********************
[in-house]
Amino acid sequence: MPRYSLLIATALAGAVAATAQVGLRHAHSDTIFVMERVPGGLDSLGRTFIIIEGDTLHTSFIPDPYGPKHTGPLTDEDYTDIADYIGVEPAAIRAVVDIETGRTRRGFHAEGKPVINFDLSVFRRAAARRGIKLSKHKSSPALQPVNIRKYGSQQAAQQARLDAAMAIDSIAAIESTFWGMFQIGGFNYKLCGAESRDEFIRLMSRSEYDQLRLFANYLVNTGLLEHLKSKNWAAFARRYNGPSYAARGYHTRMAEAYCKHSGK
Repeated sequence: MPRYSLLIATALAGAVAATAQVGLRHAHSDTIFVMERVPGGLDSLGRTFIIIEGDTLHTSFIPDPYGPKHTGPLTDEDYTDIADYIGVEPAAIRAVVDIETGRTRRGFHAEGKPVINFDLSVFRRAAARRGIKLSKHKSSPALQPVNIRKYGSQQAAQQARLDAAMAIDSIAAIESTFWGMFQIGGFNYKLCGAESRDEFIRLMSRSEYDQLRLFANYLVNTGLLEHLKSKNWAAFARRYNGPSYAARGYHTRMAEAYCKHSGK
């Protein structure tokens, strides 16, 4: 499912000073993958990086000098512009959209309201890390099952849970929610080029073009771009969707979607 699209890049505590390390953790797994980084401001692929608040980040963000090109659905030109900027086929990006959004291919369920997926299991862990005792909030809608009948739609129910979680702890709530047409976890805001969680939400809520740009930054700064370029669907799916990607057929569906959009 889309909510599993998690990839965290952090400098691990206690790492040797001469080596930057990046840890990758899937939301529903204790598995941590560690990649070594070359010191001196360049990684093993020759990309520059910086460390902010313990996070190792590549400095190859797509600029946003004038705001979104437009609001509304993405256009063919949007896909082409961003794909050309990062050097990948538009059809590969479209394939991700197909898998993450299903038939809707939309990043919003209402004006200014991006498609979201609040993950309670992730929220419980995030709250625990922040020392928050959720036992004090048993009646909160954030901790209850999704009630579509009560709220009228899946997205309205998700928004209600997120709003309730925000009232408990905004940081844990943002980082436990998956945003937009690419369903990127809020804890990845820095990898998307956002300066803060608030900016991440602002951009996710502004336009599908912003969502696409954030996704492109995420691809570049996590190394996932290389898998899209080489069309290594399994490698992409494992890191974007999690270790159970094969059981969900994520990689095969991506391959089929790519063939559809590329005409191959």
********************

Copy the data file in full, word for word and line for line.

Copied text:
[in-house]
Amino acid sequence: MPRYSLLIATALAGAVAATAQVGLRHAHSDTIFVMERVPGGLDSLGRTFIIIEGDTLHTSFIPDPYGPKHTGPLTDEDYTDIADYIGVEPAAIRAVVDIETGRTRRGFHAEGKPVINFDLSVFRRAAARRGIKLSKHKSSPALQPVNIRKYGSQQAAQQARLDAAMAIDSIAAIESTFWGMFQIGGFNYKLCGAESRDEFIRLMSRSEYDQLRLFANYLVNTGLLEHLKSKNWAAFARRYNGPSYAARGYHTRMAEAYCKHSGK
Repeated sequence: MPRYSLLIATALAGAVAATAQVGLRHAHSDTIFVMERVPGGLDSLGRTFIIIEGDTLHTSFIPDPYGPKHTGPLTDEDYTDIADYIGVEPAAIRAVVDIETGRTRRGFHAEGKPVINFDLSVFRRAAARRGIKLSKHKSSPALQPVNIRKYGSQQAAQQARLDAAMAIDSIAAIESTFWGMFQIGGFNYKLCGAESRDEFIRLMSRSEYDQLRLFANYLVNTGLLEHLKSKNWAAFARRYNGPSYAARGYHTRMAEAYCKHSGK
């Protein structure tokens, strides 16, 4: 499912000073993958990086000098512009959209309201890390099952849970929610080029073009771009969707979607 699209890049505590390390953790797994980084401001692929608040980040963000090109659905030109900027086929990006959004291919369920997926299991862990005792909030809608009948739609129910979680702890709530047409976890805001969680939400809520740009930054700064370029669907799916990607057929569906959009 889309909510599993998690990839965290952090400098691990206690790492040797001469080596930057990046840890990758899937939301529903204790598995941590560690990649070594070359010191001196360049990684093993020759990309520059910086460390902010313990996070190792590549400095190859797509600029946003004038705001979104437009609001509304993405256009063919949007896909082409961003794909050309990062050097990948538009059809590969479209394939991700197909898998993450299903038939809707939309990043919003209402004006200014991006498609979201609040993950309670992730929220419980995030709250625990922040020392928050959720036992004090048993009646909160954030901790209850999704009630579509009560709220009228899946997205309205998700928004209600997120709003309730925000009232408990905004940081844990943002980082436990998956945003937009690419369903990127809020804890990845820095990898998307956002300066803060608030900016991440602002951009996710502004336009599908912003969502696409954030996704492109995420691809570049996590190394996932290389898998899209080489069309290594399994490698992409494992890191974007999690270790159970094969059981969900994520990689095969991506391959089929790519063939559809590329005409191959």